- Working Paper (3) (remove)
- Canary Islands (3) (remove)
- Response to the „Comment on ’Geoarchaeological and chronometrical evidence …’ ” by J.C. Carracedo et al. (2004)
- This paper is a reply to the comments made by Carracedo et al. (Quaternary Science Reviews 23, 2045-2049) to the original paper by Zöller, L., Suchodoletz, H.von & N. Küster (2003): Geoarchaeological and chronometrical evidence of early human occupation on Lanzarote (Canary Islands), Quaternary Science Reviews 22, 1299-1307. The reply copes with comments concerning chronometrical dating, the origin of investigated material and geomorphologic and geoarchaeologic problems.
- Geoarchaeological and chronometrical evidence of early human occupation on Lanzarote (Canary Islands) (2003)
- Two desert loess–paleosol sequences in sediment traps were investigated using (pedo-) stratigraphy, sedimentology, soil mineralogy and IRSL dating. So far we cannot recognise significant IRSL age-underestimates from the polymineral fine-grain fraction of our samples. We establish a first palaeoclimatic sequence spanning the past ca 200 ka which can be compared to data from other Canary Islands and surrounding areas, including terrestrial and deep sea records. More humid phases on Lanzarote are apparently triggered by Milankovich forcing, but the climate remained semi-arid to arid all over the past 200 ka. The onset of human occupation of the island during a slightly moister period is bracketed between 5 and 10 ka, based on the occurrence of archaeosediments containing bones of ovicaprid. This is the first proof of much earlier occupation than witnessed so far from archaeological records. The early subsidiary economy had a strong impact on soil stability and landscape shaping of the island.
- Soil moisture fluctuations recorded in Saharan dust deposits on Lanzarote (CanaryIslands) over the last 180 ka (2010)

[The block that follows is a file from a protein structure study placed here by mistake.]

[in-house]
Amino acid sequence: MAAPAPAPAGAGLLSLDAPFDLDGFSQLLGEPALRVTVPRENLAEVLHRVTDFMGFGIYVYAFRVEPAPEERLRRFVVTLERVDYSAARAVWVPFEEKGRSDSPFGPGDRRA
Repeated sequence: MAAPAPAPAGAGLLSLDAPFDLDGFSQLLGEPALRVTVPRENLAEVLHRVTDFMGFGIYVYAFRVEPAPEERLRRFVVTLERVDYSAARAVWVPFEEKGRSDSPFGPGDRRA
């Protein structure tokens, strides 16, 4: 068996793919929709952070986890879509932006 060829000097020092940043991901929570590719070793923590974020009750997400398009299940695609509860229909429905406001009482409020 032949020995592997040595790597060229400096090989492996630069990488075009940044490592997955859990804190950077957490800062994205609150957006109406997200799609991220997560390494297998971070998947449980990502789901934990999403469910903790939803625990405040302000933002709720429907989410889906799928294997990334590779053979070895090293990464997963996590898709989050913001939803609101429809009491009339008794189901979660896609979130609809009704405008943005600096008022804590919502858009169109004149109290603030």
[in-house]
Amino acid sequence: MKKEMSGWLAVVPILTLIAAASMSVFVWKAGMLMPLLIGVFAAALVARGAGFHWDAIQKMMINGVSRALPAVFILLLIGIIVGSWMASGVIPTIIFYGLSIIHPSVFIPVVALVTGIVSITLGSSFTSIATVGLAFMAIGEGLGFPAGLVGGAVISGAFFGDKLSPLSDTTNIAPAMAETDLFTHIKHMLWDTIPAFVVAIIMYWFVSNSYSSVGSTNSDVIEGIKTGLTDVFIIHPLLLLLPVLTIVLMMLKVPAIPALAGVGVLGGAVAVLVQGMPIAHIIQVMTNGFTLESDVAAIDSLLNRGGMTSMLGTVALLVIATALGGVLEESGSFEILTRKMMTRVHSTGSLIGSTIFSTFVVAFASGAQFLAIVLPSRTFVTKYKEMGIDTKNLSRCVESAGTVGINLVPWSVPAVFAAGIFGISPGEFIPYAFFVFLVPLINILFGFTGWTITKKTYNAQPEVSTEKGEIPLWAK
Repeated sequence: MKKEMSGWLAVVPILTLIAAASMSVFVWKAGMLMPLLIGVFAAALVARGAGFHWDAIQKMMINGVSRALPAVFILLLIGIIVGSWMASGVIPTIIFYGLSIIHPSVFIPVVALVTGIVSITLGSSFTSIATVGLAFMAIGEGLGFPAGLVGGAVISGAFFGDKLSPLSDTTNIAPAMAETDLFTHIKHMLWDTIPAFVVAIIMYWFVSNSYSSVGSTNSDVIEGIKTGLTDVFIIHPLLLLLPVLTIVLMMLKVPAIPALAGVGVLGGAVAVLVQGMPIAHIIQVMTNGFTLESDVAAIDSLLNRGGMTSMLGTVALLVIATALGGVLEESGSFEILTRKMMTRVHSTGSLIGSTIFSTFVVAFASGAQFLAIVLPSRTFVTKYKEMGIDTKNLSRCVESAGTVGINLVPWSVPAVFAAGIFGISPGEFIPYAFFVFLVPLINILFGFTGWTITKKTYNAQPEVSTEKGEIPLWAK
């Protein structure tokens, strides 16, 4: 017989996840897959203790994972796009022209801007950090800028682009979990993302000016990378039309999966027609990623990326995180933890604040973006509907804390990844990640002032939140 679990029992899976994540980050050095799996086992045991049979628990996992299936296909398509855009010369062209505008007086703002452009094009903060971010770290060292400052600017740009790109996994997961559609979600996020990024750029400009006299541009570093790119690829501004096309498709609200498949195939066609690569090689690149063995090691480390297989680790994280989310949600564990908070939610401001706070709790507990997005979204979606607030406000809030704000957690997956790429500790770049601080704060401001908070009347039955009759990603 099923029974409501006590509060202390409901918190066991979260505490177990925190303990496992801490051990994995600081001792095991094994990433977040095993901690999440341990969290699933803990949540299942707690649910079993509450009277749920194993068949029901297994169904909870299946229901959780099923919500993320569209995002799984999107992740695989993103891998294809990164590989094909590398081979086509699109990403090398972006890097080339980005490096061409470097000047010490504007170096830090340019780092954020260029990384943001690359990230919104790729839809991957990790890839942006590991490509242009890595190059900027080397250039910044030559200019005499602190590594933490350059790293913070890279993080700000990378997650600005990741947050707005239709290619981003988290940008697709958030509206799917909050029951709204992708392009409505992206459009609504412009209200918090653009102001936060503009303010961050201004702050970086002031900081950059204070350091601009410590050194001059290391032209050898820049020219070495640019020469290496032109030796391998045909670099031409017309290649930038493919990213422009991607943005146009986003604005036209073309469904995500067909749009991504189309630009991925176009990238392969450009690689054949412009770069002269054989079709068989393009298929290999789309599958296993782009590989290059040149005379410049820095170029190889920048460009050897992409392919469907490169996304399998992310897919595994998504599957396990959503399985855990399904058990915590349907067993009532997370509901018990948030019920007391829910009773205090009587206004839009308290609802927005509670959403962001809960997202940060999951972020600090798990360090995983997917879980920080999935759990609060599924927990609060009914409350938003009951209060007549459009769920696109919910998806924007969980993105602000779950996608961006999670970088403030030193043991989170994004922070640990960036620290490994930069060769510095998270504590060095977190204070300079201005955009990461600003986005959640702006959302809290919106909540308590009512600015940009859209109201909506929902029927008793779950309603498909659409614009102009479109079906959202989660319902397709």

- Aeolian sediments trapped in volcanically dammed valleys on Lanzarote, Canary Islands, were investigated in order to reveal environmental changes over the last 180 ka. Clay content and frequency dependent magnetic susceptibility were used as proxies for pedogenesis and palaeo-soil moisture. During the last 180 ka, these proxies showed a general pattern of enhanced soil moisture during glacials and stadials and more arid conditions during interglacials and interstadials. Comparisons of these results with proxies from regional palaeoclimate studies identified a positive correlation with proxies of trade wind strength off northwest Africa and inverse correlations with both sea surface temperatures in the northeast Atlantic and the extent of Mediterranean vegetation. Possible causes for the observed pattern include a glacial enhancement of precipitation from westerly cyclones, a change in relative humidity due to fluctuating air temperatures and an occasional influence of the African summer monsoon. Although it is not yet possible to clearly differentiate among these factors, it is clear that the first two factors must have been primarily dominant. These results represent the first quasi-continuous terrestrial data testifying to environmental changes in the northwest African coastal area for the last 180 ka and complement the abundant data derived from marine cores of the region. High latitude dynamics had a major influence in this area and were intermediated by North Atlantic sea surface temperatures. A possible negative correlation can also be observed with the orbital obliquity cycle with a 10 ka time lag, which is similar to the lag recorded from North Atlantic sea surface temperatures.